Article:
Yet if you’re completely practical about it, the people who saw my silly ad and commented from Maine and Canada and Australia — those were fun people to talk to and all, but the real point was to sell a black Hyundai, a trusty beater that simply would not die.

Anything other than that was a bonus.

Here’s the ugly truth: unless you’re making a living selling banner ads on your blog, traffic doesn’t matter.

Quality beats quantity

A friend of mine had a website with amazing content that she was giving away for free. Videos by experts. Tutorials. Great stuff.

I’d pay money to see it, although it was all there for free.

She was busting her hump, working 80 hours a week to make this website shine, and hadn’t made much from it.

Why? She wanted to generate enough traffic, she said, before going green with the whole “paying the rent” thing.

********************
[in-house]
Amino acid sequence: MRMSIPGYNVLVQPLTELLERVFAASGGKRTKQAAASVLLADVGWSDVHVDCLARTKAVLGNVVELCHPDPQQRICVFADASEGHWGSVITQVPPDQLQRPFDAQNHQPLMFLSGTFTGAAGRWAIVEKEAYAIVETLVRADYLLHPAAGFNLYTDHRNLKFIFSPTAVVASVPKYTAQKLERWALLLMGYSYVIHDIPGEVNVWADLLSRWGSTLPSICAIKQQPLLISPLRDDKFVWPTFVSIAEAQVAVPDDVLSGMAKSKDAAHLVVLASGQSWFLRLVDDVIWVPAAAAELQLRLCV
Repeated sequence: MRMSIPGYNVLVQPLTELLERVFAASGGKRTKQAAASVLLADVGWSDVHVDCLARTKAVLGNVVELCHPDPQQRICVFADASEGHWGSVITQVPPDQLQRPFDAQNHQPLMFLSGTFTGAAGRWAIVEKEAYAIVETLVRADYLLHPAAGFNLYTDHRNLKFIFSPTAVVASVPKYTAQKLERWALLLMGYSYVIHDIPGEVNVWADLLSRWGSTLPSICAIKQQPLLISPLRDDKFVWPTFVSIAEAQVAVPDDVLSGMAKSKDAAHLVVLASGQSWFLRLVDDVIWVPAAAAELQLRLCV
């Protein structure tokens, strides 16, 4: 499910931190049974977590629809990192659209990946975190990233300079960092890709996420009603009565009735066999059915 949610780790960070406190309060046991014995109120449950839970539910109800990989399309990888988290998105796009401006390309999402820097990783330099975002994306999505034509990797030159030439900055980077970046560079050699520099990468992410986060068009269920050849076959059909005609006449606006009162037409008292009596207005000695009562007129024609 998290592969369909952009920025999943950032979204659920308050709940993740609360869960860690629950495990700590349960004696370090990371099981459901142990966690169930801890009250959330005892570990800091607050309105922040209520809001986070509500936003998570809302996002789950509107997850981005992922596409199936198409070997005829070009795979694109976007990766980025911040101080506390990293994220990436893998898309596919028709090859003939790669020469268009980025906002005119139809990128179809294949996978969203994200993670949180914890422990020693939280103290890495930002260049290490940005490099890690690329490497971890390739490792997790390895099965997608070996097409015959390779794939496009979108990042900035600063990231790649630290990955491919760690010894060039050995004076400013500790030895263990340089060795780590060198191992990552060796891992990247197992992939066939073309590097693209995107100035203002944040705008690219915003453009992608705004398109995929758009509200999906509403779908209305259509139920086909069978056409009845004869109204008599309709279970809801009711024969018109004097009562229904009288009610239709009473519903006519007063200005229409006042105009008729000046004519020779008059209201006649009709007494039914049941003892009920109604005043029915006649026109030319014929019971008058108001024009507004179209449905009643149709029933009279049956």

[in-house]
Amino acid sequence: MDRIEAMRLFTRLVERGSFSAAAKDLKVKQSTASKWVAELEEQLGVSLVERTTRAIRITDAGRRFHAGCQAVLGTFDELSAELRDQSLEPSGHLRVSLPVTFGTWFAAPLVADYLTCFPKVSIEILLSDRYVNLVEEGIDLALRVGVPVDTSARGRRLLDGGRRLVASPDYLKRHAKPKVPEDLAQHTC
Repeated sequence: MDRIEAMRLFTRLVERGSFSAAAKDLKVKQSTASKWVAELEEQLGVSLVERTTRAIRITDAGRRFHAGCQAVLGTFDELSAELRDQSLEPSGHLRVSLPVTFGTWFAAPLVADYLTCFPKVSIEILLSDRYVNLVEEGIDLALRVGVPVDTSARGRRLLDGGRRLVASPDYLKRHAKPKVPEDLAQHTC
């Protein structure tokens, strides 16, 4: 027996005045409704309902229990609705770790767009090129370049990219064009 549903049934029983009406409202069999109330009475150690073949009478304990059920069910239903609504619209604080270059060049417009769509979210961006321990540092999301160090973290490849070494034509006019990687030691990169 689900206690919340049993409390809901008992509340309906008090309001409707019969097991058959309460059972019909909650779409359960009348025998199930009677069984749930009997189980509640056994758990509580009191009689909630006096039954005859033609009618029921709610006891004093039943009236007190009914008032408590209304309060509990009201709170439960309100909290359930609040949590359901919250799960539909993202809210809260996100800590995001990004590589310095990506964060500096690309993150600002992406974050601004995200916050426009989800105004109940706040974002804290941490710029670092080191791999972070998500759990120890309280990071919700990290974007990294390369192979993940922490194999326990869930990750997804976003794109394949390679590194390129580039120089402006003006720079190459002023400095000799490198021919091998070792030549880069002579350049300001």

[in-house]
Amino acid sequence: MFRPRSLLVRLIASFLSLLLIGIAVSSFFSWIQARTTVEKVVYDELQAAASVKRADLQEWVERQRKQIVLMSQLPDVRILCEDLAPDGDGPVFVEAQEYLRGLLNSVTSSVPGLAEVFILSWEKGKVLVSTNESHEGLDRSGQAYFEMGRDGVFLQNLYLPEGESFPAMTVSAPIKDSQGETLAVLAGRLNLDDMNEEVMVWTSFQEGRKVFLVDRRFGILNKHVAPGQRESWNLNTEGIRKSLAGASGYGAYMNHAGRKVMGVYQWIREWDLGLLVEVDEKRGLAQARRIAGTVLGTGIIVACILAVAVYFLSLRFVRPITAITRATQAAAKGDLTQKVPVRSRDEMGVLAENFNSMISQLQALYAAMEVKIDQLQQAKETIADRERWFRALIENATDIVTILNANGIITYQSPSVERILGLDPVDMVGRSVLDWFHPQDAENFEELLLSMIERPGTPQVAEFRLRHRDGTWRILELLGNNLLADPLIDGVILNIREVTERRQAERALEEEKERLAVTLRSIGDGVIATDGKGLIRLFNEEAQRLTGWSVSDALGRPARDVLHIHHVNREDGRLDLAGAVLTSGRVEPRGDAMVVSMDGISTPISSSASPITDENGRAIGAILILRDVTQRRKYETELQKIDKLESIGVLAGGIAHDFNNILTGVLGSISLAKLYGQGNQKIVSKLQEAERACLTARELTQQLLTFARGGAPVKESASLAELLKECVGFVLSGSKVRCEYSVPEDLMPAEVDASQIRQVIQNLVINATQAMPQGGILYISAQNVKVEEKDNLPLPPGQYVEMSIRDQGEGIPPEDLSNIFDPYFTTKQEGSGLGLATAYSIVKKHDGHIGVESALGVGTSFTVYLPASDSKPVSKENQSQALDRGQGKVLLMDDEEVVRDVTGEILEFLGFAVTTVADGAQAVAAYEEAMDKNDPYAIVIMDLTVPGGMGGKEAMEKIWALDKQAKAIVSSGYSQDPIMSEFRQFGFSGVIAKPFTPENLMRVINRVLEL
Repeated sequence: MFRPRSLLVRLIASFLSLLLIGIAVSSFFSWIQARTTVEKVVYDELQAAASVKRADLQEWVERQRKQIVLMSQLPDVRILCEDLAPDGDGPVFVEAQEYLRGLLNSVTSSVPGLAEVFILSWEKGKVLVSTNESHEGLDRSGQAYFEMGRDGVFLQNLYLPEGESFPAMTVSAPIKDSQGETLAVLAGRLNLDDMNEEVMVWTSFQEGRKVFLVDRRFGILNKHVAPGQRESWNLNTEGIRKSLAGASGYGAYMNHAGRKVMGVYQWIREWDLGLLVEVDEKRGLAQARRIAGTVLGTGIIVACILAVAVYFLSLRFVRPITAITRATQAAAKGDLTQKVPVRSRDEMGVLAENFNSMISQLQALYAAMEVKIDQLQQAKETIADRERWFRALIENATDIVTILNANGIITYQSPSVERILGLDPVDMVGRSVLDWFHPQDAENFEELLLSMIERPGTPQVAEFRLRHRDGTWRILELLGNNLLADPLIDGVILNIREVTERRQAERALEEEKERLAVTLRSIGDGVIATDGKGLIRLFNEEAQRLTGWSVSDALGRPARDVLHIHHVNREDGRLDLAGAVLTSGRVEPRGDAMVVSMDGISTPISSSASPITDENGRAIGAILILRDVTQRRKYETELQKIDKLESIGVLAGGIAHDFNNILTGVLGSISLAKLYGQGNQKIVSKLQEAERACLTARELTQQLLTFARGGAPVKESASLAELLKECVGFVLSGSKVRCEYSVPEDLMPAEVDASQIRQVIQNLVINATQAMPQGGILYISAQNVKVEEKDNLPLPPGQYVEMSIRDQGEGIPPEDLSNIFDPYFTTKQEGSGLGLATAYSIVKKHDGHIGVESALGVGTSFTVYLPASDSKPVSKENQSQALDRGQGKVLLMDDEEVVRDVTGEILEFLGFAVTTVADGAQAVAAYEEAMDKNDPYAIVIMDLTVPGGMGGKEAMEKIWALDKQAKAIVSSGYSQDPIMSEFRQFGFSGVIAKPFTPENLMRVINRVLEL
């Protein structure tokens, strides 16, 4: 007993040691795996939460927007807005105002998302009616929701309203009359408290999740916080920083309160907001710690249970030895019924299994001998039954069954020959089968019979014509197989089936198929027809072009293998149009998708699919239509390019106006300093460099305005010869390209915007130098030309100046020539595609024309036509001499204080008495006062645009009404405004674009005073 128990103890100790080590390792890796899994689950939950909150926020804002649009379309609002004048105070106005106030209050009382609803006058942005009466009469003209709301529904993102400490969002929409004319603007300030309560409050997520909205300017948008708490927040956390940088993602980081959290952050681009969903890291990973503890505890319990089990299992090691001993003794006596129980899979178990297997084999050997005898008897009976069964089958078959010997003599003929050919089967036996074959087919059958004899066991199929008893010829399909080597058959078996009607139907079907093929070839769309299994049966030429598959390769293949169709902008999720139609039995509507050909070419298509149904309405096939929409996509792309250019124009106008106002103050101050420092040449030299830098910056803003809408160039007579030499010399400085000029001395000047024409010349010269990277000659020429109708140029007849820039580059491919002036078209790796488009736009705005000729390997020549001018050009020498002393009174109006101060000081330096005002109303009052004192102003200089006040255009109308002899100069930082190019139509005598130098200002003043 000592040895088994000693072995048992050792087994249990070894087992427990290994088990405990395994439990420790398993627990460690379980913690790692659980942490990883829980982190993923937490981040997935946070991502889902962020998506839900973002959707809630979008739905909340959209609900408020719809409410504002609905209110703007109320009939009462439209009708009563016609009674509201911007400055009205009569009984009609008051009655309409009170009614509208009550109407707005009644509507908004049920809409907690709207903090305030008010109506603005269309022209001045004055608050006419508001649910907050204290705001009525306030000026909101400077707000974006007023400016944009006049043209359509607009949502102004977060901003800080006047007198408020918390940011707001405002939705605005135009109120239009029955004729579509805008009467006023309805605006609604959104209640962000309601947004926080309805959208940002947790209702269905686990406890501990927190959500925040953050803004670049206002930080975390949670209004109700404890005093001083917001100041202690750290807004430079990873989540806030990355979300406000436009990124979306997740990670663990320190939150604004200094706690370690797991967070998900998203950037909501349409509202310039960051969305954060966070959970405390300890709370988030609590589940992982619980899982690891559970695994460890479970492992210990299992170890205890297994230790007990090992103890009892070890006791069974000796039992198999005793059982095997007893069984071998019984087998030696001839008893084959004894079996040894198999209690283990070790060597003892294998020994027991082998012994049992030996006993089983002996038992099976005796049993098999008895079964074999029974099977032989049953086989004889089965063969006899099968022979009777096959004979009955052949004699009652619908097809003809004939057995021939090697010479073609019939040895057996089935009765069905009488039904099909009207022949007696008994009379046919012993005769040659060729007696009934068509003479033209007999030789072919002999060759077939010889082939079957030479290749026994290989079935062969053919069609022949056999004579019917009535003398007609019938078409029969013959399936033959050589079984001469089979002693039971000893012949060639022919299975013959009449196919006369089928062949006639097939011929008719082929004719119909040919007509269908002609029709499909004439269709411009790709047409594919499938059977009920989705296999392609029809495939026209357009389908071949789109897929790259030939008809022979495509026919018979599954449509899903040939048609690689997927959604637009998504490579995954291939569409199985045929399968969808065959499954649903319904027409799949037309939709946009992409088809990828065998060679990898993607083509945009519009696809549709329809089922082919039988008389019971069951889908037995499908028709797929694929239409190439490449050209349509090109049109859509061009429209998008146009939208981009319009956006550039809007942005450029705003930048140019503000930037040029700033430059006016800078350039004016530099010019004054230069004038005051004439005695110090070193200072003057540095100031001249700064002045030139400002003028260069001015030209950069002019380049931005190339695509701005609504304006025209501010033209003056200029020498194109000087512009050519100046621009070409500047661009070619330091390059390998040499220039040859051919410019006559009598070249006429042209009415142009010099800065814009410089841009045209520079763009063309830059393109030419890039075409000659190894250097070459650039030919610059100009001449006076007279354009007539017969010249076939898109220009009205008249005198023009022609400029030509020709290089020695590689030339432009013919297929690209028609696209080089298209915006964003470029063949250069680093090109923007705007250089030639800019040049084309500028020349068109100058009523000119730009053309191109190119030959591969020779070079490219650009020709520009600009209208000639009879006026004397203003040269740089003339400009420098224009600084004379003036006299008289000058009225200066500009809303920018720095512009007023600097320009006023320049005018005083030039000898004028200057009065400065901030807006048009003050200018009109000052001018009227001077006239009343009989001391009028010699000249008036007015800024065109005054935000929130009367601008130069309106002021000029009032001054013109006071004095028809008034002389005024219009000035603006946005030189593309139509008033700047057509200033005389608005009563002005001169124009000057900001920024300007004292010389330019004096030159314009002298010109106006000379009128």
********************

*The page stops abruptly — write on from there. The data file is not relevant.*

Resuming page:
I whacked her upside the noggin. (From afar, via the internets.)

Because that business model is stupid.

Is she selling banner ads? No.

Is she selling ebooks? No.

She was offering her services as a consultant.

I told her she didn’t need 1,000 hits a day, or 5,000.  For most people, the quantity of hits doesn’t matter. It’s the quality of the hits that matters.

She’d do fine with one hit per day, IF THAT PERSON HIRED HER.

This is why she — and most newspapers — made an Achy Breaky Big Mistakey in giving away all their good content for free, via the series of tubes, while making people pay for it if they got it delivered to their doorstep by paperboys.

The newsroom of The New York Times in 1942.

The newsroom of The New York Times in 1942. Photo courtesy of Wiki Commons.

Think about your local pizza joint for a second. Let’s say they operated like most newspapers these days: If you walk in the door, a sausage and mushroom pizza costs you $15. But if you order the pizza via the series of tubes, they’ll deliver it to your house. For free.

Stupid. A terrible business model.

Yet everyone went so ga-ga over the internet that newspapers, magazines and everybody else basically did just that: put their content online for free.

Nobody wanted to miss the next big thing.

What are you trying to do?

Think for a second.

Why are you writing a blog?